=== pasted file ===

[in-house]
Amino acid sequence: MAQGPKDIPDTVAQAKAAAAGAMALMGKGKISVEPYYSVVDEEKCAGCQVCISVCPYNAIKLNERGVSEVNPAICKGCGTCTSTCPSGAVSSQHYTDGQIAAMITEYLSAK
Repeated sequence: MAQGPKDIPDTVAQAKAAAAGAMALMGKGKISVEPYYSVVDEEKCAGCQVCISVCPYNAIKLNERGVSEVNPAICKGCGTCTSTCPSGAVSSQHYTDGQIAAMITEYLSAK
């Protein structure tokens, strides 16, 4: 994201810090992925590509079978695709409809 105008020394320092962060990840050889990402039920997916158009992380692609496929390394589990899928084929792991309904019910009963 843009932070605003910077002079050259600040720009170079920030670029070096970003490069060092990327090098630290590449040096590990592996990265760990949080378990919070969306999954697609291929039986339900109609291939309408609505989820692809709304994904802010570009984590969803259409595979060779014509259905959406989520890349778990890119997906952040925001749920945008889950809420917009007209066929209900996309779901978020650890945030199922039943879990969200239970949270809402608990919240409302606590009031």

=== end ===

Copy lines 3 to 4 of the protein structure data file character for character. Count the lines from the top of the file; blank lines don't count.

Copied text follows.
Repeated sequence: MAQGPKDIPDTVAQAKAAAAGAMALMGKGKISVEPYYSVVDEEKCAGCQVCISVCPYNAIKLNERGVSEVNPAICKGCGTCTSTCPSGAVSSQHYTDGQIAAMITEYLSAK
């Protein structure tokens, strides 16, 4: 994201810090992925590509079978695709409809 105008020394320092962060990840050889990402039920997916158009992380692609496929390394589990899928084929792991309904019910009963 843009932070605003910077002079050259600040720009170079920030670029070096970003490069060092990327090098630290590449040096590990592996990265760990949080378990919070969306999954697609291929039986339900109609291939309408609505989820692809709304994904802010570009984590969803259409595979060779014509259905959406989520890349778990890119997906952040925001749920945008889950809420917009007209066929209900996309779901978020650890945030199922039943879990969200239970949270809402608990919240409302606590009031």